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Antoine Pitrou  committed abd2adb Merge

Merge from 3.2

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File Doc/faq/extending.rst

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 How do I use Py_BuildValue() to create a tuple of arbitrary length?
-You can't.  Use ``t = PyTuple_New(n)`` instead, and fill it with objects using
-``PyTuple_SetItem(t, i, o)`` -- note that this "eats" a reference count of
-``o``, so you have to :c:func:`Py_INCREF` it.  Lists have similar functions
-``PyList_New(n)`` and ``PyList_SetItem(l, i, o)``.  Note that you *must* set all
-the tuple items to some value before you pass the tuple to Python code --
-``PyTuple_New(n)`` initializes them to NULL, which isn't a valid Python value.
+You can't.  Use :c:func:`PyTuple_Pack` instead.
 How do I call an object's method from C?
 just allow the standard traceback mechanism to work. Then, the output will go
 wherever your ``write()`` method sends it.
-The easiest way to do this is to use the StringIO class in the standard library.
+The easiest way to do this is to use the :class:`io.StringIO` class::
-Sample code and use for catching stdout:
+   >>> import io, sys
+   >>> sys.stdout = io.StringIO()
+   >>> print('foo')
+   >>> print('hello world!')
+   >>> sys.stderr.write(sys.stdout.getvalue())
+   foo
+   hello world!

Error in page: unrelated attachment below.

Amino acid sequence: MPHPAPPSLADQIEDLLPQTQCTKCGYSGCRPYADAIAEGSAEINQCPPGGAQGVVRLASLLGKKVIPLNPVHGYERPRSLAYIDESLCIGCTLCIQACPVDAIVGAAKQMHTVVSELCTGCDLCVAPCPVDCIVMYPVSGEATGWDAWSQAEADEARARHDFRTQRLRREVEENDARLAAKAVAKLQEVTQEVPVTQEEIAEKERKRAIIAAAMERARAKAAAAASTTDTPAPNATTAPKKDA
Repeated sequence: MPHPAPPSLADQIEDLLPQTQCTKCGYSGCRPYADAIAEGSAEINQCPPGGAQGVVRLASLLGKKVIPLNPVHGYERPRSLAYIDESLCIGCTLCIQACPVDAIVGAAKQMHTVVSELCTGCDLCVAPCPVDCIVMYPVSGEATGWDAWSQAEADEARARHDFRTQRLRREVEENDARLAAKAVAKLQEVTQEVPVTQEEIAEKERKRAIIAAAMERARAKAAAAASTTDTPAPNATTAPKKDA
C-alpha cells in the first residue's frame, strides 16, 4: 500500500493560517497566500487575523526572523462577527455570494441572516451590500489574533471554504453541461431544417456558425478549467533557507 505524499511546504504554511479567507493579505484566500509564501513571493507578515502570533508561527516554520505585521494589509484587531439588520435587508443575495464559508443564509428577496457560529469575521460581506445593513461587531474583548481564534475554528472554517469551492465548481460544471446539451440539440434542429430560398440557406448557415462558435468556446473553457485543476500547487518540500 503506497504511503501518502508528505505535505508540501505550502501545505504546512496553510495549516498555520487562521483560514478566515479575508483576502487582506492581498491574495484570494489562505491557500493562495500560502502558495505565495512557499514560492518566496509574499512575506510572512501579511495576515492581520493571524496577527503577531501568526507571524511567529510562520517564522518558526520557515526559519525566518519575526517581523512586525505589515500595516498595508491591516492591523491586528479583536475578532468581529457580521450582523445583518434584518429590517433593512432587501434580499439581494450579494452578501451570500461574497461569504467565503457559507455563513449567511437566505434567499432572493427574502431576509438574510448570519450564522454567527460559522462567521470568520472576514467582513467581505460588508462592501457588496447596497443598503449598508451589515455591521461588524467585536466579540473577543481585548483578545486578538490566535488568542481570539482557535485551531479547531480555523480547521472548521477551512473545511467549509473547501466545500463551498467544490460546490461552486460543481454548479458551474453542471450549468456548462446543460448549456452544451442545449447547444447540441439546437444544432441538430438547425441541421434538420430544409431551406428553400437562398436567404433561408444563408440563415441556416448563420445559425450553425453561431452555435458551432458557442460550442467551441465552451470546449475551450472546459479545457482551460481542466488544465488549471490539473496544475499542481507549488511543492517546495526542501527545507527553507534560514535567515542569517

-   >>> class StdoutCatcher:
+A custom object to do the same would look like this::
+   >>> import io, sys
+   >>> class StdoutCatcher(io.TextIOBase):
    ...     def __init__(self):
-   ...         self.data = ''
+   ...         self.data = []
    ...     def write(self, stuff):
-   ...         self.data = self.data + stuff
+   ...         self.data.append(stuff)
    >>> import sys
    >>> sys.stdout = StdoutCatcher()
    >>> print('foo')
    >>> print('hello world!')
-   >>> sys.stderr.write(sys.stdout.data)
+   >>> sys.stderr.write(''.join(sys.stdout.data))
    hello world!

File Doc/faq/general.rst

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 window systems, and is extensible in C or C++.  It is also usable as an
 extension language for applications that need a programmable interface.
 Finally, Python is portable: it runs on many Unix variants, on the Mac, and on
-PCs under MS-DOS, Windows, Windows NT, and OS/2.
+Windows 2000 and later.
 To find out more, start with :ref:`tutorial-index`.  The `Beginner's Guide to
 Python <http://wiki.python.org/moin/BeginnersGuide>`_ links to other
 If you want to discuss Python's use in education, you may be interested in
 joining `the edu-sig mailing list
-Upgrading Python
-What is this bsddb185 module my application keeps complaining about?
-.. XXX remove this question?
-Starting with Python2.3, the distribution includes the `PyBSDDB package
-<http://pybsddb.sf.net/>` as a replacement for the old bsddb module.  It
-includes functions which provide backward compatibility at the API level, but
-requires a newer version of the underlying `Berkeley DB
-<http://www.sleepycat.com>`_ library.  Files created with the older bsddb module
-can't be opened directly using the new module.
-Using your old version of Python and a pair of scripts which are part of Python
-2.3 (db2pickle.py and pickle2db.py, in the Tools/scripts directory) you can
-convert your old database files to the new format.  Using your old Python
-version, run the db2pickle.py script to convert it to a pickle, e.g.::
-   python2.2 <pathto>/db2pickley.py database.db database.pck
-Rename your database file::
-   mv database.db olddatabase.db
-Now convert the pickle file to a new format database::
-   python <pathto>/pickle2db.py database.db database.pck
-The precise commands you use will vary depending on the particulars of your
-installation.  For full details about operation of these two scripts check the
-doc string at the start of each one.